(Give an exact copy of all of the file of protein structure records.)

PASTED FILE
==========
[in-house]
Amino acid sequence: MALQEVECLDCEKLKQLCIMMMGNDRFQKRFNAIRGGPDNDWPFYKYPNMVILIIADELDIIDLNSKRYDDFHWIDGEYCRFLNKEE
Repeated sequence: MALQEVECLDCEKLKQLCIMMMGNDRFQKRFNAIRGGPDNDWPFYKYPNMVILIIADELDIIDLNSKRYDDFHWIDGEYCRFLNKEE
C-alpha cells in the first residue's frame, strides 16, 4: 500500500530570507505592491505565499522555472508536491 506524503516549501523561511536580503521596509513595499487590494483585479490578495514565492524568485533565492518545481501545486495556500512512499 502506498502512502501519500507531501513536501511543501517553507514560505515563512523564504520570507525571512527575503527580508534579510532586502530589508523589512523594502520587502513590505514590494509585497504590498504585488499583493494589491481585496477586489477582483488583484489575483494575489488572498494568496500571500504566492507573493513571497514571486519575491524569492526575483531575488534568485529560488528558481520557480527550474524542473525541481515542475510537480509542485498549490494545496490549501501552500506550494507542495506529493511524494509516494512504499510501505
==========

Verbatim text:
[in-house]
Amino acid sequence: MALQEVECLDCEKLKQLCIMMMGNDRFQKRFNAIRGGPDNDWPFYKYPNMVILIIADELDIIDLNSKRYDDFHWIDGEYCRFLNKEE
Repeated sequence: MALQEVECLDCEKLKQLCIMMMGNDRFQKRFNAIRGGPDNDWPFYKYPNMVILIIADELDIIDLNSKRYDDFHWIDGEYCRFLNKEE
C-alpha cells in the first residue's frame, strides 16, 4: 500500500530570507505592491505565499522555472508536491 506524503516549501523561511536580503521596509513595499487590494483585479490578495514565492524568485533565492518545481501545486495556500512512499 502506498502512502501519500507531501513536501511543501517553507514560505515563512523564504520570507525571512527575503527580508534579510532586502530589508523589512523594502520587502513590505514590494509585497504590498504585488499583493494589491481585496477586489477582483488583484489575483494575489488572498494568496500571500504566492507573493513571497514571486519575491524569492526575483531575488534568485529560488528558481520557480527550474524542473525541481515542475510537480509542485498549490494545496490549501501552500506550494507542495506529493511524494509516494512504499510501505